News, commentary, and fiction by Barb Hendee, co-author of the Noble Dead saga (www.NobleDead.org); author of the Mist-Torn Witches series, the Vampire Memories series, and more.

The Apple [Re-]Experiment

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HW1We’ve decided to give Apple another try as an additional vendor for Tales from the world of the Noble Dead Saga, though this latest re-experiment still raises some red flags. Apple’s software approach to delivering ebooks to their store is rather burdensome and convoluted; it puts this attempt at risk in a specific way, but Homeward, I: The Game Piece is now available though the iTunes store.

PURCHASE AT: Amazon.com [AZW/KINDLE] BarnesandNoble.com [EPUB/NOOK] KoboBooks.com [EPUB] iTunes.Apple.com

You will need to have iTunes installed on  your computer or use an iOS device for the Apple/iTunes (lower-right) link to work. Of course you can also go through your installed iTunes and search out the title in the books section. If no price wars are started across our chosen vendors, we will continue by putting up the rest of our “Tales” on the iTunes store. So, why are we concerned about a potential price war? Well…

  1. Apple does not allow direct publishing authors to set a specific price for an ebook; all of our other chosen vendors do so.
  2. Apple uses what they call “tiers” that set a specific price for each tier; none of our other chosen vendor do this.
  3. The tier prices are very old school and do not match the set, clean, price point we use across all other chosen vendors.

At the iTunes portal, we must choose a “tier” for pricing based on the old “.99” advertising trick; not so at our other chosen vendors. You know the trick where instead of just a straight $3.00 you list “$2.99” so that first number makes people feel as if they are paying less. Yeah, right, we don’t fall for that either, so we don’t use it on our readers. But we’re stuck with it at the iTunes/Apple online store.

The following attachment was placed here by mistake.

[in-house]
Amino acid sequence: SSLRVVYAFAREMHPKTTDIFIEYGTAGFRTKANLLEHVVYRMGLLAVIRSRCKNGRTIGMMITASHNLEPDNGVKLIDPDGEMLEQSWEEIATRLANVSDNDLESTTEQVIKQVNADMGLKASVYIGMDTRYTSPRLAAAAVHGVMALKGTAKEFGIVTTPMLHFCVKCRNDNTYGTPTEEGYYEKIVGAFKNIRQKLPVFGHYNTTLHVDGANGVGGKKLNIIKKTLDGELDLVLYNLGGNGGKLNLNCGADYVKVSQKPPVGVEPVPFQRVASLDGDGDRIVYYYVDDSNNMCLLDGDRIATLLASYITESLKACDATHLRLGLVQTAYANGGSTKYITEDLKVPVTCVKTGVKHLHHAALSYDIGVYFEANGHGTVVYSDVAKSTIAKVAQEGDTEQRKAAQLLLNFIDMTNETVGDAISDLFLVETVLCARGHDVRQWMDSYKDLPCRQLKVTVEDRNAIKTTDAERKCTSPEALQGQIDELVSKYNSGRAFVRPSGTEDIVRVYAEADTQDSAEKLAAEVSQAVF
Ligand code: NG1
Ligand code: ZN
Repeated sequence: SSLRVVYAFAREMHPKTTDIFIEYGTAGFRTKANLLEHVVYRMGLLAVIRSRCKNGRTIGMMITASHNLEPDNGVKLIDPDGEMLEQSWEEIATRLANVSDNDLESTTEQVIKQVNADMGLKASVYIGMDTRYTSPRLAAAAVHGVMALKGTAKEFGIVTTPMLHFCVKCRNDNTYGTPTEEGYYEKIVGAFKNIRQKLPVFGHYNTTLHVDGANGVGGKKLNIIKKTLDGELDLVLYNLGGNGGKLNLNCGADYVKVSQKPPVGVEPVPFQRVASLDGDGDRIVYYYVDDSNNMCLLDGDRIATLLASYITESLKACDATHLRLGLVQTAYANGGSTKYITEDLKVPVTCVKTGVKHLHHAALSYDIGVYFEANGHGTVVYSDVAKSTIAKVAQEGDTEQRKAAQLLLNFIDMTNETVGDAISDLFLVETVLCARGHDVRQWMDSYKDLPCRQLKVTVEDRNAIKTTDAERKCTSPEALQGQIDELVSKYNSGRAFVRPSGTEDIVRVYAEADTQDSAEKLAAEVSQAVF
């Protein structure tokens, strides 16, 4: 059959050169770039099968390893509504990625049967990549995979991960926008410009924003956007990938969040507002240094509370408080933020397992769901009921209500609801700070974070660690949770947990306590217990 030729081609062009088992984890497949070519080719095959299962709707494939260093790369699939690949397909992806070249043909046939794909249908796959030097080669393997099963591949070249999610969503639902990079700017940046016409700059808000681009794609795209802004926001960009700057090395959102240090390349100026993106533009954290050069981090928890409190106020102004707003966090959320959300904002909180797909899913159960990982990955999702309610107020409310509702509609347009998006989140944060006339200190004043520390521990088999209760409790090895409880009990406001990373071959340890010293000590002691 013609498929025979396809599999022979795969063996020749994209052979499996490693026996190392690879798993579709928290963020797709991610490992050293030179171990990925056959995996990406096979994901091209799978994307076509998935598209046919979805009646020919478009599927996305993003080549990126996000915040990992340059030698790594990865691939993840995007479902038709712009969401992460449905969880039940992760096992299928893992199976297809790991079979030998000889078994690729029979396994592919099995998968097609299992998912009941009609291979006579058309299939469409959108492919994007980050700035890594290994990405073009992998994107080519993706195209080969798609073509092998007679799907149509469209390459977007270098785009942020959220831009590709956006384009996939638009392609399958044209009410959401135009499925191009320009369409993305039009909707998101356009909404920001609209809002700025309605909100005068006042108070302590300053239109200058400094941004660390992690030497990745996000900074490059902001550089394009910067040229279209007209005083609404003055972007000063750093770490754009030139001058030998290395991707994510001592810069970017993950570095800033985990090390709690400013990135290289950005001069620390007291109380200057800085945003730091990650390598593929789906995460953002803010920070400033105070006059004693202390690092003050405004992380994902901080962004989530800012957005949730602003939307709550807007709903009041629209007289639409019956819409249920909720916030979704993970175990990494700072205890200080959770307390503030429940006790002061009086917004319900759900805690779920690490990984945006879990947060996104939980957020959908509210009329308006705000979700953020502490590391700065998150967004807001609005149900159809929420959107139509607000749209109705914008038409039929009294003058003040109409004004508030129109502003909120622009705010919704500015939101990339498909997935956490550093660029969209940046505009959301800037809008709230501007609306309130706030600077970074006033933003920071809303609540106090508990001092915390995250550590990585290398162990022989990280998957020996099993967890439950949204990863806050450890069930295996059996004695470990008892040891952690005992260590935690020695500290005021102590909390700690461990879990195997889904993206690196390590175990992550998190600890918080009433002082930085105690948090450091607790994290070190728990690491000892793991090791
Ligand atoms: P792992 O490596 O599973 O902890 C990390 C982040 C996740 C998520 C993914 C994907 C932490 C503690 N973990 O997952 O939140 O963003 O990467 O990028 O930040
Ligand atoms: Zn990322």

Our other vendors do not lower our set prices on their own. The only clause in our contracts with them that allow them to do so is if another vendor carrying our products offers the same product at a lower price. Whether or not one cent difference at iTunes will cause a cascading price war, where other vendors have the right to offer an even lower price.. and lower and lower as they try to outdo each other… is yet to be seen. That’s what happened in barely 4 hours when Google Books changed the price our very first (and last) listing with them. If it happens again, we will have to reverse and pull all offerings at iTunes.

So fingers crossed and we’ll see how it goes. For now, those of you who prefer to use Apple technology and applications can purchase our earliest Tales release and tell us how it goes.

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